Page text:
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The jewel in China's crown

Updated: 2024-01-06 09:47 ( CHINA DAILY )
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A funerary urn, from around the third to fourth century, with green glaze and decoration.[Photo provided to China Daily]

In other words, although a distinct regional awareness had emerged in Jiangnan as early as the 4th century, the area was by no means a haven unto itself. Through close interaction with the rest of China, it became a reference point and a source of inspiration, putting its cultural stamp on many things we now consider quintessentially Chinese.

One example involves the poetry production of the Tang Dynasty (618-907). This powerful empire, whose territory at one point stretched between the Korean Peninsula in the east to present-day Afghanistan in the west, was politically centered in modern-day Shaanxi province in northwestern China. Yet its poets, who outshone those from all other historical periods in China, frequently traveled to Jiangnan, where they were duly impressed by the otherworldly beauty of its misty landscape and wrote tirelessly about it. One of them, named Wei Zhuang, reflected that "this place, where one sleeps to the sound of rain, is for a weathered traveler to age".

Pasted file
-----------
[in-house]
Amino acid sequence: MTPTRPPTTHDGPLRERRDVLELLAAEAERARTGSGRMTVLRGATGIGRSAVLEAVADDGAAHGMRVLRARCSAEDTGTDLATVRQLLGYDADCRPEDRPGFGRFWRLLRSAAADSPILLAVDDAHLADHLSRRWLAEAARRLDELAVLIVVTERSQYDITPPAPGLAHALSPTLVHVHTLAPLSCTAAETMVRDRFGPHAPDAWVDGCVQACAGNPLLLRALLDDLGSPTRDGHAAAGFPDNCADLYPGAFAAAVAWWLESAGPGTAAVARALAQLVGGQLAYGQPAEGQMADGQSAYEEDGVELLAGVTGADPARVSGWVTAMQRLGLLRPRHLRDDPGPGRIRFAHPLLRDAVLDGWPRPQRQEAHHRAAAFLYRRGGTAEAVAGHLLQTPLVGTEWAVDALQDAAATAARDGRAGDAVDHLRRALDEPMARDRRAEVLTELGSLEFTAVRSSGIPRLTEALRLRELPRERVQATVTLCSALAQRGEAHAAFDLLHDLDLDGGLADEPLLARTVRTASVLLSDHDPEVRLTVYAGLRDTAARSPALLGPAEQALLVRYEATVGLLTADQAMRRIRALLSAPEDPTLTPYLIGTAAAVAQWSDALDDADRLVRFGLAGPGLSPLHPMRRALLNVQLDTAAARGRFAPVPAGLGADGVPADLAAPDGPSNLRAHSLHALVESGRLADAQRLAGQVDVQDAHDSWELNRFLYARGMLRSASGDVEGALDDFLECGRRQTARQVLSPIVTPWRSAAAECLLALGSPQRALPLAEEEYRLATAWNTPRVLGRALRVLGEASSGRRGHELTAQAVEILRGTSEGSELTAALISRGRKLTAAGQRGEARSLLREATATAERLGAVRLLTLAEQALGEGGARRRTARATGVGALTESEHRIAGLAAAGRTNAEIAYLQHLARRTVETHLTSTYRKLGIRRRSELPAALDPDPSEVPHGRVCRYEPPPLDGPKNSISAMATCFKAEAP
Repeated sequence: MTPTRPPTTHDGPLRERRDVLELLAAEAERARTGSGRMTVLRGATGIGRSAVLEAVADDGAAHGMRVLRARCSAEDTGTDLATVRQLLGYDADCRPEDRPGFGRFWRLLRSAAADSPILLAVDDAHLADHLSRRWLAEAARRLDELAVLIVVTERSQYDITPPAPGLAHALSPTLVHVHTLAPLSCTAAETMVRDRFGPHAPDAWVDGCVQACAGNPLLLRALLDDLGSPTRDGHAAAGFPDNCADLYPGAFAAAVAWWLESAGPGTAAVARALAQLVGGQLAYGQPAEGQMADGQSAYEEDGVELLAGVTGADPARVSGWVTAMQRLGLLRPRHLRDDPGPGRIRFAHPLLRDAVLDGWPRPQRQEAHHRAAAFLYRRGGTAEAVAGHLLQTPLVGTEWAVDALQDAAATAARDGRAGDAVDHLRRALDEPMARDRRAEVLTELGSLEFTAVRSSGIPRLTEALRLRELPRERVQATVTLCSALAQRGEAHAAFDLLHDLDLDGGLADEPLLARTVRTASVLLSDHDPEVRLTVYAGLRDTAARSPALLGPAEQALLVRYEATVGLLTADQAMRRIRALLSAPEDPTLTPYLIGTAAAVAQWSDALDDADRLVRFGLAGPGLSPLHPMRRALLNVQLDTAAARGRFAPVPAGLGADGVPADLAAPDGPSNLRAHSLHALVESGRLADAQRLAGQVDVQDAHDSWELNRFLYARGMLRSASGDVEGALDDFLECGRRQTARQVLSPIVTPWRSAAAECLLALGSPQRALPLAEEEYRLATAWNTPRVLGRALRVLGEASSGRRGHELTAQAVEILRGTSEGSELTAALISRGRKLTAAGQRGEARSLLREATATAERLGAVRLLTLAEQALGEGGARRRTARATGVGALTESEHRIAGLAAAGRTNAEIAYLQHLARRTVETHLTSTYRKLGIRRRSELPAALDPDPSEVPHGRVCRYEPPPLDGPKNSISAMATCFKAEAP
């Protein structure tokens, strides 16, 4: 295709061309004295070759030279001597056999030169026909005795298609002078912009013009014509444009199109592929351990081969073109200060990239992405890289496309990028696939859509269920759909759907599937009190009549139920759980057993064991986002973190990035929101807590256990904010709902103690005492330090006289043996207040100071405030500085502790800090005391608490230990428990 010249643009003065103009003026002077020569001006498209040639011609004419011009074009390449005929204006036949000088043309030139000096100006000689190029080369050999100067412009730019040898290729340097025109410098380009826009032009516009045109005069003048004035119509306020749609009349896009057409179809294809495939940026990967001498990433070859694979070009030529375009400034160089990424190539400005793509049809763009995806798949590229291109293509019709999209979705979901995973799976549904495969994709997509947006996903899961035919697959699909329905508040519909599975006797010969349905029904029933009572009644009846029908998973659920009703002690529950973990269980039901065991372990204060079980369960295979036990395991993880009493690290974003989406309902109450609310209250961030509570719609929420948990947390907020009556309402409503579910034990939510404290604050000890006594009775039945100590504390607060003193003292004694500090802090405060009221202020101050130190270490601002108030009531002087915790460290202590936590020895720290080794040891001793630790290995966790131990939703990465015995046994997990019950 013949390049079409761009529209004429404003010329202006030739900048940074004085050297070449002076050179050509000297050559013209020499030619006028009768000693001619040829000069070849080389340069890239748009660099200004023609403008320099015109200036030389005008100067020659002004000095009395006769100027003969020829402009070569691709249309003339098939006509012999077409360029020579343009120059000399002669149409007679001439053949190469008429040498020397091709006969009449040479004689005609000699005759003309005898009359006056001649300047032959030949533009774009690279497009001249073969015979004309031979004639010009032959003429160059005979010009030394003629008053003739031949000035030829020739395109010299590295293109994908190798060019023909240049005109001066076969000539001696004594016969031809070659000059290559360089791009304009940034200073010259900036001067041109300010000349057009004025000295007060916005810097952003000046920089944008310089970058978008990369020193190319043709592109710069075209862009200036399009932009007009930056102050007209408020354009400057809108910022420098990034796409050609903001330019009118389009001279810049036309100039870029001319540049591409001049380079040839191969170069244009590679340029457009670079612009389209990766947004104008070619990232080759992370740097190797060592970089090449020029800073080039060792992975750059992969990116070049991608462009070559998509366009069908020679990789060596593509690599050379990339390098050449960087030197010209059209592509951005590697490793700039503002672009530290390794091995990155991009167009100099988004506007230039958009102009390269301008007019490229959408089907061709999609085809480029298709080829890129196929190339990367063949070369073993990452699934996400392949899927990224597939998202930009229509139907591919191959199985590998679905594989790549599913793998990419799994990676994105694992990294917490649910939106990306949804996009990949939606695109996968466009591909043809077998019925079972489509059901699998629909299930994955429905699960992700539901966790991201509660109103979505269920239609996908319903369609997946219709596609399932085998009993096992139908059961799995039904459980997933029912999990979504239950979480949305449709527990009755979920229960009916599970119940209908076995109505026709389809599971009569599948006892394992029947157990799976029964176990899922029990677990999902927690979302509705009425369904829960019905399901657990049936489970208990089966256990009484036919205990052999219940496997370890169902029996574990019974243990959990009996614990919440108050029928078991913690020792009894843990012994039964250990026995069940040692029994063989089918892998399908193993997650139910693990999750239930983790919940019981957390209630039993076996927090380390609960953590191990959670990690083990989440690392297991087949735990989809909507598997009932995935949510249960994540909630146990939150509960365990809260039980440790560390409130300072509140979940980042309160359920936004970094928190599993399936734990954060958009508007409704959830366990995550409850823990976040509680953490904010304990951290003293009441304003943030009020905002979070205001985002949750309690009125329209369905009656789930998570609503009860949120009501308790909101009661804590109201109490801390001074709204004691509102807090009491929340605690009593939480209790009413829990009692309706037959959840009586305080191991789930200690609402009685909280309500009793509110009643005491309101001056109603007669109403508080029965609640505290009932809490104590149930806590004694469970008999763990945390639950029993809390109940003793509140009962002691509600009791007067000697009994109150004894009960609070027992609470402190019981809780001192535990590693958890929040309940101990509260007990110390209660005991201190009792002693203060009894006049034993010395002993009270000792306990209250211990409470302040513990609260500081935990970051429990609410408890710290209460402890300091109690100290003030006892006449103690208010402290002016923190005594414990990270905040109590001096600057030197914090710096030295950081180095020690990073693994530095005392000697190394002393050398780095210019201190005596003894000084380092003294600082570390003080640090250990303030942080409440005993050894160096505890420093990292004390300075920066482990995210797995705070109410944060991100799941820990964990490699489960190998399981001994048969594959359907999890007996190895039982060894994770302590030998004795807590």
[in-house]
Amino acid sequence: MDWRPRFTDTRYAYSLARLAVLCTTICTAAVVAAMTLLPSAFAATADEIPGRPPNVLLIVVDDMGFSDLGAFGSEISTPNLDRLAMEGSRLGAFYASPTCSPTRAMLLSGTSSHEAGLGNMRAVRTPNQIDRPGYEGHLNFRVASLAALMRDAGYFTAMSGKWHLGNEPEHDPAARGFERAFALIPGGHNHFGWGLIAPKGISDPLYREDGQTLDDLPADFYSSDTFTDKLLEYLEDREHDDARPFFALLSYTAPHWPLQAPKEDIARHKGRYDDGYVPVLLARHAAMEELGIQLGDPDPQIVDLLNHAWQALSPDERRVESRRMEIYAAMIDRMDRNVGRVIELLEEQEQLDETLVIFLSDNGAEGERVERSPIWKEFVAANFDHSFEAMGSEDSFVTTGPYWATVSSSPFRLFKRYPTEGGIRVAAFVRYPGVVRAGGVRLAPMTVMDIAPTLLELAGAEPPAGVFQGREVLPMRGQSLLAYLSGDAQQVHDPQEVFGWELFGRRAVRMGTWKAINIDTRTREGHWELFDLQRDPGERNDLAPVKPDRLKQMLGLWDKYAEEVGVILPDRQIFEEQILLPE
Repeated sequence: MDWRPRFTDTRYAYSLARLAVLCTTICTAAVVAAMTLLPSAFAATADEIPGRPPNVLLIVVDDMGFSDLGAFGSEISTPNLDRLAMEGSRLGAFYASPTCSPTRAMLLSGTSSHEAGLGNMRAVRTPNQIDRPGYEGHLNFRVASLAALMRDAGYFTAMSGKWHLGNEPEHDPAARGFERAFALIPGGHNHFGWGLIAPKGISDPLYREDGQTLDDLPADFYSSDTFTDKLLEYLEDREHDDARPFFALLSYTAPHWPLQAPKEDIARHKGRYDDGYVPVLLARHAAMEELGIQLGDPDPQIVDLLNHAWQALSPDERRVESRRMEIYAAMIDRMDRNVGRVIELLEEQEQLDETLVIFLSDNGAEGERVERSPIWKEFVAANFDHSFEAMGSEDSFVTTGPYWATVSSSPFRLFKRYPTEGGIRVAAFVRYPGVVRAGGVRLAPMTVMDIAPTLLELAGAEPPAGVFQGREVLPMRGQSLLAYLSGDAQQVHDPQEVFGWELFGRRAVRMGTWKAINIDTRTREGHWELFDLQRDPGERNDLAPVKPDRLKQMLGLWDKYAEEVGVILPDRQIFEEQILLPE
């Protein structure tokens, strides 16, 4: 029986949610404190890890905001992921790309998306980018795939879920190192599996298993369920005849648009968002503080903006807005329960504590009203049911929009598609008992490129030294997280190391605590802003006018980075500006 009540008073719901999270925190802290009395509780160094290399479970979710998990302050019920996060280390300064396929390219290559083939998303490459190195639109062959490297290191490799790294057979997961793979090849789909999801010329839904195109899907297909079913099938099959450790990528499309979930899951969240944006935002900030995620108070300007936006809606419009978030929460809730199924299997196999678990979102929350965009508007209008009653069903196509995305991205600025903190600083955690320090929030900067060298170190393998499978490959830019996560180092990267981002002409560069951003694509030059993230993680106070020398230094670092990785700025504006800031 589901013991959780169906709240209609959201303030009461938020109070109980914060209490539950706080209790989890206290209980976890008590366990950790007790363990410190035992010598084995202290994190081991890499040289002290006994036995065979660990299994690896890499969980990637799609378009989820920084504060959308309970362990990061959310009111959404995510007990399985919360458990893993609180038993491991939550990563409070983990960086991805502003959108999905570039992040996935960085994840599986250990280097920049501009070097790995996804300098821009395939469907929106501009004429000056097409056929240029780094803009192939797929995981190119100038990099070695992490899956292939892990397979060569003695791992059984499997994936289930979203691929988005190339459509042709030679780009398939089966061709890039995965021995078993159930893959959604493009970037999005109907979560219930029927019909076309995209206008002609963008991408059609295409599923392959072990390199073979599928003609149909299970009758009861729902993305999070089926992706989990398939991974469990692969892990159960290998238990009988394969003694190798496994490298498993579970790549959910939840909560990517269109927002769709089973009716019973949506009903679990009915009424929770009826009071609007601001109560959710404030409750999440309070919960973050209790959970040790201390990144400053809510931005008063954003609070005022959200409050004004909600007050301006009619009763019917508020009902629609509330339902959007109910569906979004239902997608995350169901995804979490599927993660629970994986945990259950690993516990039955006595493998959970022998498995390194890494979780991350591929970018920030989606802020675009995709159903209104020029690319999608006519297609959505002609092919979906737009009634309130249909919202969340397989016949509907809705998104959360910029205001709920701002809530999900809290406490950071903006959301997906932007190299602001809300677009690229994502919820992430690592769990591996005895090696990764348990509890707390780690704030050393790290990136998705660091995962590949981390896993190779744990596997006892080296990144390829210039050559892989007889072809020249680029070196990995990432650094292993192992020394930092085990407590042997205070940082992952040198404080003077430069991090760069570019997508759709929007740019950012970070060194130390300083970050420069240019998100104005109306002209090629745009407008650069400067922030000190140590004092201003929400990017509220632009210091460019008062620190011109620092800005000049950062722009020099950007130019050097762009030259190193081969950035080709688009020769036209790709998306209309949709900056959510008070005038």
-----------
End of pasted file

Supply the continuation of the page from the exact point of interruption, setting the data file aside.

When violent rebellion broke out in 755 and shook the Tang empire to its core, people, among them men of words, fled for Jiangnan, where they nurtured their grief while listening to the endless rain, only to return to the north years later to pour out their memories on paper.

However, the defining moment for Jiangnan didn't come until 1127, toward the very end of China's Northern Song Dynasty (960-1127). That year, the Song emperor Zhao Ji and his son Zhao Huan, who by that point had succeeded his father, were captured by their arch-nemeses — the Jurchen armies from the north who rode into the Song capital of Bianjing (modern-day Kaifeng in Henan province) on horseback and ransacked the city.

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